Link Flight Trainer
You might be surprised to learn that flight simulators didn’t start with the computer age. In fact, the first one was built out of a wooden barrel in 1910. The most popular early flight simulator was the Link Flight Trainer, built in nearby Binghamton beginning in 1929.
The Link trainer, built by Edwin A. Link, was an engineering marvel. Link used an electrically driven pneumatic motion system to realistically simulate movement of flight. It is driven by inflatable leather bellows and a vacuum motor, which controlled the pitch (nose up or down), roll (wing up or down), and yaw (nose left or right).
The first Link trainer was completed in 1929, and Link received his patent in 1931. At first, the only sales were to amusement parks. But demand increased in 1934 following the loss of six U.S. Army Air Corp pilots within one week.
The Army Air Corp bought six trainers, and the fledgling Link Aeronautical Corp. was flying high with orders from as far away as Japan and the Soviet Union. Link continually refined his machine and incorporated instruments, including an air speed indicator, altimeter, and artificial horizon, and branched out to create different simulators for different planes.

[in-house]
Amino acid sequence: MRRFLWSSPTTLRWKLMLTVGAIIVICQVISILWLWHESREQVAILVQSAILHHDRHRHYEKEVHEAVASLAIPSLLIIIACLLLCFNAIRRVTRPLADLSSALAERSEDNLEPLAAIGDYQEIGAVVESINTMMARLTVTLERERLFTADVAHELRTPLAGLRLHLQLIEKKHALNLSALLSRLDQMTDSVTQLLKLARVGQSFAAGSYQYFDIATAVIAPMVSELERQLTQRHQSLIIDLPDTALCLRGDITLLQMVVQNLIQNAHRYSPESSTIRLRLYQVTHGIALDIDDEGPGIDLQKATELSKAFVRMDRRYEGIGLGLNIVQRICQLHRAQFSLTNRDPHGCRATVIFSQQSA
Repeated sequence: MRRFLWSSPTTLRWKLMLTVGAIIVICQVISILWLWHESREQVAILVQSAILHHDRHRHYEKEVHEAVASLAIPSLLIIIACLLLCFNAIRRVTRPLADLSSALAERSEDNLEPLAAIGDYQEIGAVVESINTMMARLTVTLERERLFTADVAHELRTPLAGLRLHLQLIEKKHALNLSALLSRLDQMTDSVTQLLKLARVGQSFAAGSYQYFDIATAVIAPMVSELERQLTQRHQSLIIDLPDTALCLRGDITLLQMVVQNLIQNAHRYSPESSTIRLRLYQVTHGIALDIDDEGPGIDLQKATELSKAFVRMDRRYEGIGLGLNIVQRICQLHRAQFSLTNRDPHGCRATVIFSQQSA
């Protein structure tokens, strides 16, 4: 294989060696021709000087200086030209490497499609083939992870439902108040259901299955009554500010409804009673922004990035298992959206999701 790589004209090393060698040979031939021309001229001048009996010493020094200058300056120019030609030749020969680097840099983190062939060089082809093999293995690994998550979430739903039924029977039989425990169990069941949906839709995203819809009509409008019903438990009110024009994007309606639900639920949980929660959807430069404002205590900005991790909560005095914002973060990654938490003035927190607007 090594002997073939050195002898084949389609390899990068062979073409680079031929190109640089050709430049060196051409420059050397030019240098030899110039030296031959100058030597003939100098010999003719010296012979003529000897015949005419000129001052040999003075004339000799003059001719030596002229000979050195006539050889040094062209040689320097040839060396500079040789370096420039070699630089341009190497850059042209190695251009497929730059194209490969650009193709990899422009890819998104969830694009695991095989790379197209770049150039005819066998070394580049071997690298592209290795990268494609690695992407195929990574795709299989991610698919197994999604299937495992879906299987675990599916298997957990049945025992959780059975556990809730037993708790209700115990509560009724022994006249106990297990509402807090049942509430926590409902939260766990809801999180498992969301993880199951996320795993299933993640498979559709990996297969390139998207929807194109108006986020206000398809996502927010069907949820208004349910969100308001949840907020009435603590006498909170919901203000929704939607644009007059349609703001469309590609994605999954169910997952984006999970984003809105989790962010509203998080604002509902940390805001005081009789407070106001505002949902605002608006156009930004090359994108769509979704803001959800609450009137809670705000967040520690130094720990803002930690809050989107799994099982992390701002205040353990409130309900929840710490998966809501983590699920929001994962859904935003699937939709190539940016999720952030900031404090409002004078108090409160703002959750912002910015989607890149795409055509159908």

When World War II broke out, Link trainers proved their value as more than 10,000 trainers were used to train 500,000 Allied pilots. A report submitted to Congress after the war credited the Link trainer with saving $130 million and at least 524 lives.
Today, Link Aviation is L-3 Link Simulation & Training, a Binghamton-area division of New York City-based L3 Technologies Inc., and remains a leading supplier of advanced simulation systems and training services.
Link Hall at Syracuse University, where the MOST’s trainer was previously housed, is named after Edwin Link. He died in 1981.